The dispersed settlement pattern of the Ancient Maya may have evolved in part as a consequence of the limited amount of permanent water available on the Karstic landscape (Scarborough 1996, p. 314).
The Ecological Setting
Many years of research by archaeologists, geologists, and climatologists have resulted in a better understanding of the ecological setting of the Yucatan Peninsula, on which the central Maya lowlands rest. One aspect of the landscape that is now more fully understood is the availability of water in this tropical forest ecological zone. In fact, because of the characteristics of the landscape, water is virtually unavailable several months out of the year in interior regions, unless it has been conserved in some way on the surface.
The Yucatan Peninsula rests on limestone bedrock, and is characterized by naturally formed depressions, caves, and sinkholes (cenotes) which collect water. Rainfall in the central lowlands ranges from 2,000 mm to more than 3,000 mm annually, with pronounced wet and dry seasons (Rice et al. 1985: 91; Escoto 1964). The region is transected by a series of low ridges running in an east-west direction, with several lakes in the lowlying areas, and perennial rivers along the eastern and western perimeter of the lowlands (Ford 1996: 300). In the interior Petén region, north of lake Petén Itza, there are no permanent water sources. The area does have many large swampy catchment areas, but these dry up completely into hard-packed clay in the dry season, which lasts four to five months (Ford 1996).
Maya scholars have not reached a satisfactory explanation for why the largest, densest and seemingly, most complex and elaborate manifestations of human culture in the central lowlands arose in an area which was, and still is, the region's most difficult environment in which to live. This is the area to the north of lake Petén Itzá, in the northeastern corner of Guatemala and along the northwestern border of Belize. Some researchers, after gathering more detailed information about settlement patterns, paleoclimatology and limnology, along with other archaeological data, have proposed that control over a single critical resource-watershaped settlement patterns and may be one explanation for the development and dénouement of what is traditionally known as the "Classic Maya" civilization, dating from 250 AD to 900 AD (Ford 1986, 1996; Scarborough 1996; Matheny 1982).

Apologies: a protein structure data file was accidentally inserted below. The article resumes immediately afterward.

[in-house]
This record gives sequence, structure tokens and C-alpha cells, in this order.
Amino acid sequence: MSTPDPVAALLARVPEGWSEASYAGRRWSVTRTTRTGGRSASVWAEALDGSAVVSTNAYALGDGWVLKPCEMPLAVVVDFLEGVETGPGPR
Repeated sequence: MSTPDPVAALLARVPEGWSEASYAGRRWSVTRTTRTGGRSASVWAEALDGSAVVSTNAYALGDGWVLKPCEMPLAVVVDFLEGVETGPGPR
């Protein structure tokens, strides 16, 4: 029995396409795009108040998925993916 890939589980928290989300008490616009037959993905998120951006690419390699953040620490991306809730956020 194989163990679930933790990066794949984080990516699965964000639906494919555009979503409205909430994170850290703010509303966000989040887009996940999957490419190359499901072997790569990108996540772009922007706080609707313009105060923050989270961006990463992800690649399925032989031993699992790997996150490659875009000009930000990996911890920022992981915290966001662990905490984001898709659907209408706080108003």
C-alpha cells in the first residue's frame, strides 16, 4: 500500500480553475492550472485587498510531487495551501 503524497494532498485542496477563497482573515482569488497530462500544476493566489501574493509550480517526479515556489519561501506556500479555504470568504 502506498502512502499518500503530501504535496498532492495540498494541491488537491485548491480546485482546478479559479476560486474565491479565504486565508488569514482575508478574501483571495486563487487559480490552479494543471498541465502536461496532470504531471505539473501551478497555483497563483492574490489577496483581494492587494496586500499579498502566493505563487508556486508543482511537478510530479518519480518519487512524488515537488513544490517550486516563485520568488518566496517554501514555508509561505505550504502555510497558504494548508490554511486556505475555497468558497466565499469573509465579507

Singling out water availability as a critical factor in the shaping of ancient Mayan culture and environment is due in part to a lack of attention to its importance in the past. It was most likely one factor involved in the formation of the complex "Classic Maya" socio-cultural system. However, for the purposes of this paper, water scarcity will be presented as an ultimate climatic and geographic variable which exerted influence on the development of a heterogeneous, locally-variable complex system of social, political, economic, and ecological components. Water is not the answer to all of the questions regarding this transformation. However, exploring the influence of its scarcity on the human ecosystem of the lowlands from the Early Classic to the Early Postclassic provides an opportunity to focus upon patterns of human-environment interactions across space and time.
Maps and Graphic Conceptualizations Settlement Patterns
In order to represent visually the impact of water scarcity on the Maya landscape, maps are utilized to depict the way that permanent water sources were related to settlement patterns throughout the Preclassic, Classic, and Postclassic (1000 BC to 1150 AD), in a very broad and gestalt sense. Maps 1,2, and 3 illustrate this effort. Map 1 shows that settlements in the early portion of known human history in the area were located primarily on permanent sources of water, with the coastal areas among the first to be settled upon human occupation. By the Early Preclassic, the earliest agricultural villages were spread along riverine environments and lacustrine environments. …